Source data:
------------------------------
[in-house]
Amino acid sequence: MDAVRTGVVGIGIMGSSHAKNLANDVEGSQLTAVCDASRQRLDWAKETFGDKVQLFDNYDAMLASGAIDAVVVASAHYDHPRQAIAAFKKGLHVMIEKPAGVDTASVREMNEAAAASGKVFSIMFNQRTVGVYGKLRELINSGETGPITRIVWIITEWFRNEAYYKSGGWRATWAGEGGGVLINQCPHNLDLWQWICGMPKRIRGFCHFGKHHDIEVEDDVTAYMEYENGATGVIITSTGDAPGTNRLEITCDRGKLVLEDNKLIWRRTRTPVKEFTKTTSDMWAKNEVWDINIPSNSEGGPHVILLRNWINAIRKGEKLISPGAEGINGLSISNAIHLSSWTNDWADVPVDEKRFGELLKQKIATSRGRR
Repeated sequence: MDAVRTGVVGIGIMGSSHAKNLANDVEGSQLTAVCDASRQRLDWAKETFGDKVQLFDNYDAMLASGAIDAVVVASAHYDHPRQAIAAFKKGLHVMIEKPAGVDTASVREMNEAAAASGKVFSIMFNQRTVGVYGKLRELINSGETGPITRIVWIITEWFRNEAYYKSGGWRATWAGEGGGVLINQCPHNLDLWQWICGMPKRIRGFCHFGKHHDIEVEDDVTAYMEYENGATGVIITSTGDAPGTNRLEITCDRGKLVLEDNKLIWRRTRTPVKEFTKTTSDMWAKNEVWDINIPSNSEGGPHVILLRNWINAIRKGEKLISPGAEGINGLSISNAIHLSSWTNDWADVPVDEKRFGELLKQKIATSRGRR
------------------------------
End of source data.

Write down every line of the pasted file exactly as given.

[in-house]
Amino acid sequence: MDAVRTGVVGIGIMGSSHAKNLANDVEGSQLTAVCDASRQRLDWAKETFGDKVQLFDNYDAMLASGAIDAVVVASAHYDHPRQAIAAFKKGLHVMIEKPAGVDTASVREMNEAAAASGKVFSIMFNQRTVGVYGKLRELINSGETGPITRIVWIITEWFRNEAYYKSGGWRATWAGEGGGVLINQCPHNLDLWQWICGMPKRIRGFCHFGKHHDIEVEDDVTAYMEYENGATGVIITSTGDAPGTNRLEITCDRGKLVLEDNKLIWRRTRTPVKEFTKTTSDMWAKNEVWDINIPSNSEGGPHVILLRNWINAIRKGEKLISPGAEGINGLSISNAIHLSSWTNDWADVPVDEKRFGELLKQKIATSRGRR
Repeated sequence: MDAVRTGVVGIGIMGSSHAKNLANDVEGSQLTAVCDASRQRLDWAKETFGDKVQLFDNYDAMLASGAIDAVVVASAHYDHPRQAIAAFKKGLHVMIEKPAGVDTASVREMNEAAAASGKVFSIMFNQRTVGVYGKLRELINSGETGPITRIVWIITEWFRNEAYYKSGGWRATWAGEGGGVLINQCPHNLDLWQWICGMPKRIRGFCHFGKHHDIEVEDDVTAYMEYENGATGVIITSTGDAPGTNRLEITCDRGKLVLEDNKLIWRRTRTPVKEFTKTTSDMWAKNEVWDINIPSNSEGGPHVILLRNWINAIRKGEKLISPGAEGINGLSISNAIHLSSWTNDWADVPVDEKRFGELLKQKIATSRGRR